Therefore, in most clinical circumstances, revision shoulder stabilization surgery is necessary following failure of primary surgery. Revision surgery is primarily directed at resolving glenohumeral instability and pain, but the revision stabilization procedure could compromise the extent of shoulder range of movements as a secondary outcome; this should be discussed with the patient, especially in regard to his/her future physical abilities. A substantial arsenal of surgical solutions exists for different underlying causes of primary surgery failure, and revision surgery should be planned accordingly.

Anterior labral repair with or without capsular plication is highly effective for shoulder stabilization in patients with ligamentous laxity. When primary soft tissue repair fails due to suboptimal anchor placement, unbalanced capsule redundancy, humeral side ligamentous damage, and small non-engaging Hill–Sachs lesion of less than 20% anterior glenoid deficiency, the anterior labrum repair (Bankart repair) and capsule balancing by arthroscopic approach should suffice for functional outcome. Using this approach, shoulder stability with a good range of painless movement is expected to be achieved with revision surgery.

When the inferior glenoid deficiency is less than 20%, a bony procedure is not always considered,3 but when the bony loss exceeds 30% of the glenoid surface, the general opinion is that bone block implantation on anterior is advantageous, either by coracoid tip transfer (with the attached conjoint tendon providing an increase in glenoid surface, supplemented by suspension of the conjoint tendon, thereby providing dynamic stability to the head of humerus, e.g. Bristow technique,17 Latarjet technique),18 or autologous tricortical bone graft, which increases the glenoid surface.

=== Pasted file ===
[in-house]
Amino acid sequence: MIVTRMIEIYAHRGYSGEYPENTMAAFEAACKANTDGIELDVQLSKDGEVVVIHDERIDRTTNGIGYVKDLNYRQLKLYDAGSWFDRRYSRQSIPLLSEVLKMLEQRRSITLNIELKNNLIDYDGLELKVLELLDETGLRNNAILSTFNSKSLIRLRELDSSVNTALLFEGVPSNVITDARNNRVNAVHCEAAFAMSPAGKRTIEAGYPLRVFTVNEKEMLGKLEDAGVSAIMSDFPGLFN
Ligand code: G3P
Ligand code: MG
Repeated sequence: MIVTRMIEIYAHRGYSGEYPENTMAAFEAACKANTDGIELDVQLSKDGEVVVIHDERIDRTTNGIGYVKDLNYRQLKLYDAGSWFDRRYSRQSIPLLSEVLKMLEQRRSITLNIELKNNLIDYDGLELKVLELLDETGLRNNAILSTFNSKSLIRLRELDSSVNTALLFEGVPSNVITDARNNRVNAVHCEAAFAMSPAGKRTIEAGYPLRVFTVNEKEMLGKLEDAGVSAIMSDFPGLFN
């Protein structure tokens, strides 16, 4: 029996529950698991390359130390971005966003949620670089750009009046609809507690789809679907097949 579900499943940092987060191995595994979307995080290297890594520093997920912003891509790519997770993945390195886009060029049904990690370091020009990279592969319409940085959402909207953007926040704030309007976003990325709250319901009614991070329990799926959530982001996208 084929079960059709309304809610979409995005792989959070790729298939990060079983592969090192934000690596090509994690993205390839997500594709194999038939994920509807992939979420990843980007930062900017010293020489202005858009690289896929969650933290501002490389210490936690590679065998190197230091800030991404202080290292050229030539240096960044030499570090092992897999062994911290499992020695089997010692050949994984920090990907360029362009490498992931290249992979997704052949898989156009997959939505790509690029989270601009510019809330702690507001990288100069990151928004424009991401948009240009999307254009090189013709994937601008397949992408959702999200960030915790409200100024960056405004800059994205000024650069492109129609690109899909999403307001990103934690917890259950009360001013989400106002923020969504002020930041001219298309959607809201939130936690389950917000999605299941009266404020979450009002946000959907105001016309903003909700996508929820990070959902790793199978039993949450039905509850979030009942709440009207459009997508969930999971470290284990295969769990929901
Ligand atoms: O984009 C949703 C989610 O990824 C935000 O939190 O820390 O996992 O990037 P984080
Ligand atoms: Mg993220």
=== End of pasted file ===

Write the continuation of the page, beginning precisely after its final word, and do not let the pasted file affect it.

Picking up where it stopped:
The consideration for tricortical bone graft implantation is logical as an alternative technique for treating glenoid deficiency after a previous coracoid transfer that failed due to its malunion or non-union, but it is expected to have a less favorable functional outcome due to the high risk of postoperative shoulder stiffness.19

In rare cases when bone loss exceeds 45% of the glenoid surface, prosthetic replacement of the glenohumeral joint should be considered since treatment by bone grafting for extensive glenoid damage is not enough for mechanical glenohumeral stabilization.

A decision-making uncertainty exists if glenoid bone deficiency is in the intermediate range of 20%–30%. Under such circumstances, there is lack of substantial reported clinical information for the favored surgical treatment, either by the less extensive soft tissue procedure or by bone block implantation. In this “gray zone” of uncertainty, the relevant demographic data and personal risk factors (gender, age, contact sports activity, extent of ligamentous laxity) might help in making the surgical decision.

If the primary surgical stabilization failed because of significant bone loss in the humeral head and/or the glenoid, a more complicated surgical technique is required during revision surgery.

In the case of primary stabilization surgery failure due to large humeral head bony damage (Hill–Sachs lesion) that involves more than 20% of the surface, especially if the bony lesion is of an “engaging” type, autologous bone grafting with or without a “remplissage” procedure (filling the defect with infraspinatus tenodesis and posterior capsulodesis) is the favored surgical method, preferably using the arthroscopic approach that is expected to prevent glenohumeral dislocation by preventing the engaging mechanism of humeral impression on a glenoid rim.20 In the extreme situation of a combined engaging Hill–Sachs lesion and a large anterior glenoid deficiency with an “off-track” humeral gliding Hill–Sachs lesion, the surgical procedure should address the Hill–Sachs lesion fill and anterior block implantation onto the glenoid.


Failure rate of revision surgery following failed primary shoulder stabilization is below 20%,3 providing the failure definitions in both are similar, i.e. symptomatic shoulder instability, pain, and shoulder stiffness. We can assume with a high degree of certainty that the majority of revision failures are related to unsolved risk factors that led to the primary surgery failure, and partly to objective technical difficulties common in revision surgery due to the disturbed anatomical planes. But in spite of the expected higher technical challenge of revision surgery, surprisingly its failure rate is similar to primary stabilization surgery, i.e. at most 20%–25%. In general, the published data show that patients with glenohumeral dislocations are expected to suffer from final failure rate, after the sequence of primary and revision surgeries, at the maximal rate of 4%.


ISIS Instability Shoulder Index Score
WOSI Western Ontario Shoulder Instability Index


Conflict of interest: No potential conflict of interest relevant to this article was reported.